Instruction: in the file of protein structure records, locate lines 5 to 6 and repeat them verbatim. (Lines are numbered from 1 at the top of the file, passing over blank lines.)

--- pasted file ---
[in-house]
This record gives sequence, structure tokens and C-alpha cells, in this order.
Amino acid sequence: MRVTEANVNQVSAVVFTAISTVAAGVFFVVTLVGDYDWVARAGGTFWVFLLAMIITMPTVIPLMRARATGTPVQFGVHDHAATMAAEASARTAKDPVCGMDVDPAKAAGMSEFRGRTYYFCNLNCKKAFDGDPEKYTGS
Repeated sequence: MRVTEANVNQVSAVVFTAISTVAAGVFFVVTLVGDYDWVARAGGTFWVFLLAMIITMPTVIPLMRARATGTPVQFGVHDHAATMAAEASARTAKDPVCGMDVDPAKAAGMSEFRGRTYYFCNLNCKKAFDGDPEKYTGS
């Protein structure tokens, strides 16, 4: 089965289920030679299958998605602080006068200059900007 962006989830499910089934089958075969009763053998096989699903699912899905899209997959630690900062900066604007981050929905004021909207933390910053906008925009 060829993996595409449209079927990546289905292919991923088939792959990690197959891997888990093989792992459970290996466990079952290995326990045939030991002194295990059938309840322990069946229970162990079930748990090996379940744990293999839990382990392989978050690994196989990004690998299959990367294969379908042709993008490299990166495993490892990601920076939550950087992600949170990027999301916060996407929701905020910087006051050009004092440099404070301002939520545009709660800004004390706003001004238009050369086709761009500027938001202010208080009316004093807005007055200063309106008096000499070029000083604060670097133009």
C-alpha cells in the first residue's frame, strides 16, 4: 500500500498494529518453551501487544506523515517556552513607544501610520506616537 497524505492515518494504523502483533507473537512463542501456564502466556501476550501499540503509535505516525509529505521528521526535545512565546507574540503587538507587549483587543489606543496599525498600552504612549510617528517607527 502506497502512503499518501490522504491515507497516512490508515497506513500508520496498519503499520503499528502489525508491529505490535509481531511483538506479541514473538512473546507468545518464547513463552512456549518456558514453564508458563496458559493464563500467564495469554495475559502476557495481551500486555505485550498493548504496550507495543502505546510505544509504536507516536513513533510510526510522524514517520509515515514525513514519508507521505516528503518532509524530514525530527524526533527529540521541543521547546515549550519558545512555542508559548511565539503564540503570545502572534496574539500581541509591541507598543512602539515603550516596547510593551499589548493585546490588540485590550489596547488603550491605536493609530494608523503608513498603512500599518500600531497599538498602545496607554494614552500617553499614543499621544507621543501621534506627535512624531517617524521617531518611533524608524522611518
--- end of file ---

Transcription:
């Protein structure tokens, strides 16, 4: 089965289920030679299958998605602080006068200059900007 962006989830499910089934089958075969009763053998096989699903699912899905899209997959630690900062900066604007981050929905004021909207933390910053906008925009 060829993996595409449209079927990546289905292919991923088939792959990690197959891997888990093989792992459970290996466990079952290995326990045939030991002194295990059938309840322990069946229970162990079930748990090996379940744990293999839990382990392989978050690994196989990004690998299959990367294969379908042709993008490299990166495993490892990601920076939550950087992600949170990027999301916060996407929701905020910087006051050009004092440099404070301002939520545009709660800004004390706003001004238009050369086709761009500027938001202010208080009316004093807005007055200063309106008096000499070029000083604060670097133009």
C-alpha cells in the first residue's frame, strides 16, 4: 500500500498494529518453551501487544506523515517556552513607544501610520506616537 497524505492515518494504523502483533507473537512463542501456564502466556501476550501499540503509535505516525509529505521528521526535545512565546507574540503587538507587549483587543489606543496599525498600552504612549510617528517607527 502506497502512503499518501490522504491515507497516512490508515497506513500508520496498519503499520503499528502489525508491529505490535509481531511483538506479541514473538512473546507468545518464547513463552512456549518456558514453564508458563496458559493464563500467564495469554495475559502476557495481551500486555505485550498493548504496550507495543502505546510505544509504536507516536513513533510510526510522524514517520509515515514525513514519508507521505516528503518532509524530514525530527524526533527529540521541543521547546515549550519558545512555542508559548511565539503564540503570545502572534496574539500581541509591541507598543512602539515603550516596547510593551499589548493585546490588540485590550489596547488603550491605536493609530494608523503608513498603512500599518500600531497599538498602545496607554494614552500617553499614543499621544507621543501621534506627535512624531517617524521617531518611533524608524522611518